The one which made me pull out my hair, leaving clumps across my scalp, is "ice block." You want ice block? Oh really? Well, excuse me while I go to the north pole and carve out a block of ice for you so that you can have a cool glass of coke. Sorry? Oh, no need to go through all that trouble? But you want a block of ice, don't you? Or did you mean ice cubes? There's a difference you know?
"Ghana must go". To where? In fact, I think it's more Nigerians who are going to Ghana than Ghanaians going to Ghana. What was a Ghana-must-go bag called before 1983, when more than a million Ghanaians were evicted from Nigeria for doing what immigrants do best - working hard? They had a name then, and since Ghanaians are not going anymore, we should revert to that name. I understand that the names of the bags are an intriguing piece of Nigeria's (and Ghana's) history, but is there no better term to use? "Ghana must go" is just tacky. I believe they are called laundry bags. So we should call them that.
Sunday, August 06, 2006
The NCCs occupy the moral high ground, especially in typical scenarios such as when a conformist confesses to being a fan of OutKast (note the expertly capitalised k) and their single “Hey Ya!” Depending on the level of bile building up in the NCC’s stomach, the reply would likely be, “oh really? So where the bloody hell were you in 1994 when I was smuggling Southernplayalisticadillacmuzik out of Our Price?”
The NCCs are cool because they know the specialist fringe non-consumer consumer products, made cool by fringe people that hardly anyone knows about. People's reaction to my taste in music ranges from, "is that even music?" to my favourite, "are you promoting your German cousin's album?" And when these unpopular things become popular by way of mainstream appropriation, they have to find another kind of cool. Nothing grates an NCC like when one of their own cool bunch becomes, well, cool in the popular sense. This anger lies in the fact that an effort has to be made to be an NCC, because the mainstream does not cater for them. And to see their hard work splattered on billboards, television and in ipods is anathema to them. These things belong in their raffia pouches and smoked out basement gigs for their own personal consumption.Recently, there have been some prime examples of conformist appropriation of non-conformist cool. Converse trainers. When I graduated from university a few years ago, I bought a pair of red low-top Converse All Stars for £30. Incredibly versatile and classic shoes for next to no money, style on the cheap. We all know who the arbiters of taste are in today's world, the 16 to 34 age group. I wore the trainers to my aunt's house, a house full of fashion concsious teenagers. They weren't at that age bracket yet, but they aspired, and felt they could pass judgment on my choice of footwear.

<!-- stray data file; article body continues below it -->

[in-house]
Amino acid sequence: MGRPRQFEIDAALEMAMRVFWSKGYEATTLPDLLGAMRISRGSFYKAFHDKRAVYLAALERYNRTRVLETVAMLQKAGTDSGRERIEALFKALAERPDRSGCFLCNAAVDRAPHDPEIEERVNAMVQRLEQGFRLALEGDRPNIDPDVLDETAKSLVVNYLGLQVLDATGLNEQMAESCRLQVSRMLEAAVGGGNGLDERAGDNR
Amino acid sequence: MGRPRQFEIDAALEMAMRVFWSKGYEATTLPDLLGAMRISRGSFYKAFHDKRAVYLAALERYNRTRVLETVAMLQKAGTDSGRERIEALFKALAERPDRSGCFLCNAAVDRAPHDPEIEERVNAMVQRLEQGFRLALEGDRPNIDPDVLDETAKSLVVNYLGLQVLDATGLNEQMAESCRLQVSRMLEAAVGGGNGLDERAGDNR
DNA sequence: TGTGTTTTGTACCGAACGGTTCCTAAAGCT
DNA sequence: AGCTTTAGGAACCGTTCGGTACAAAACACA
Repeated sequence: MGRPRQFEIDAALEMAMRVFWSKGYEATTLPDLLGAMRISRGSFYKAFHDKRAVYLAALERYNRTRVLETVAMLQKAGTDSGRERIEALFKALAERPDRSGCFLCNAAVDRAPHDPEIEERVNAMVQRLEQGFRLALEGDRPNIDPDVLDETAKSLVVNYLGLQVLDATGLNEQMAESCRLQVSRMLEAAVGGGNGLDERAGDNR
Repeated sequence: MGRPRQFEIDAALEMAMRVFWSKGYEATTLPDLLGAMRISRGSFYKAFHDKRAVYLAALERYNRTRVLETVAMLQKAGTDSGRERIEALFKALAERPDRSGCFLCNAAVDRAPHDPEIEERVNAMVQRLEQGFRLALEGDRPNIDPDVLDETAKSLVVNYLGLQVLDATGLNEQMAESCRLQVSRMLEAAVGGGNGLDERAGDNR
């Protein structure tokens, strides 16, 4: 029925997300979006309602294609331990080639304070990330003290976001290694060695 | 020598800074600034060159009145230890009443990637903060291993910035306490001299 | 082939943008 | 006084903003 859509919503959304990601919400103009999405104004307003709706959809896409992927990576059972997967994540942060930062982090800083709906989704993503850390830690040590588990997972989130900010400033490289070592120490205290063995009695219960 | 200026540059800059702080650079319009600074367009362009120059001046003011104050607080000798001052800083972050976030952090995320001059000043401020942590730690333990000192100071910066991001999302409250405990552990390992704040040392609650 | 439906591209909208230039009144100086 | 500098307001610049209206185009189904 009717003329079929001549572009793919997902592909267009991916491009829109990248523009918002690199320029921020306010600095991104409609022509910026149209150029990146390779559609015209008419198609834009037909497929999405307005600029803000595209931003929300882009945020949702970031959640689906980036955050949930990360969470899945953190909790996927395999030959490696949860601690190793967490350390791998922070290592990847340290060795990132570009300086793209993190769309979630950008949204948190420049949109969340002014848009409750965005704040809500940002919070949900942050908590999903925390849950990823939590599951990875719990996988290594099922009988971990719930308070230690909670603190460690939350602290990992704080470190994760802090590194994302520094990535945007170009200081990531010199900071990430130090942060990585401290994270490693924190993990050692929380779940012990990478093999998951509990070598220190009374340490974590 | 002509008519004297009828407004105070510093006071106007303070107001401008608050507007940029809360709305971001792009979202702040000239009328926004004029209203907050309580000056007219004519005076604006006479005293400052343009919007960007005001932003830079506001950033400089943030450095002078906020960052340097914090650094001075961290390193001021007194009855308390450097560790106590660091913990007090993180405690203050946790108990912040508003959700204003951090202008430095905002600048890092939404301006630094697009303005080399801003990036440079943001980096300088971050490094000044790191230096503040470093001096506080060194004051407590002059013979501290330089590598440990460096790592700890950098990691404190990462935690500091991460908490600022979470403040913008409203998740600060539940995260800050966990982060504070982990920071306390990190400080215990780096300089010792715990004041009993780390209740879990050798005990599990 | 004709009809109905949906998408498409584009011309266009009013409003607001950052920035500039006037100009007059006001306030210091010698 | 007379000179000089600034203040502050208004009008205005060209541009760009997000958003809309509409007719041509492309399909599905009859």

When children mock, they mock as pack. They're like piranhas to an isolated catfish - they eat you alive. The first one called his brother and sister, and they all started pointing and laughing at my ol' skool shoes. Ha ha, very funny, I thought. Fast forward to late last year. "Nkem, can you please buy me a pair of Converse trainers, they're only £30," cried the little bratlings. At that point, I wanted to see how far I could stretch the law of "reasonable chastisement", but somehow I was sure I'd end up stretching the laws of GBH instead. As if my little cousins wasn't bad enough, David Cameron now wears them. Should we keep wearing them?, the masses ask.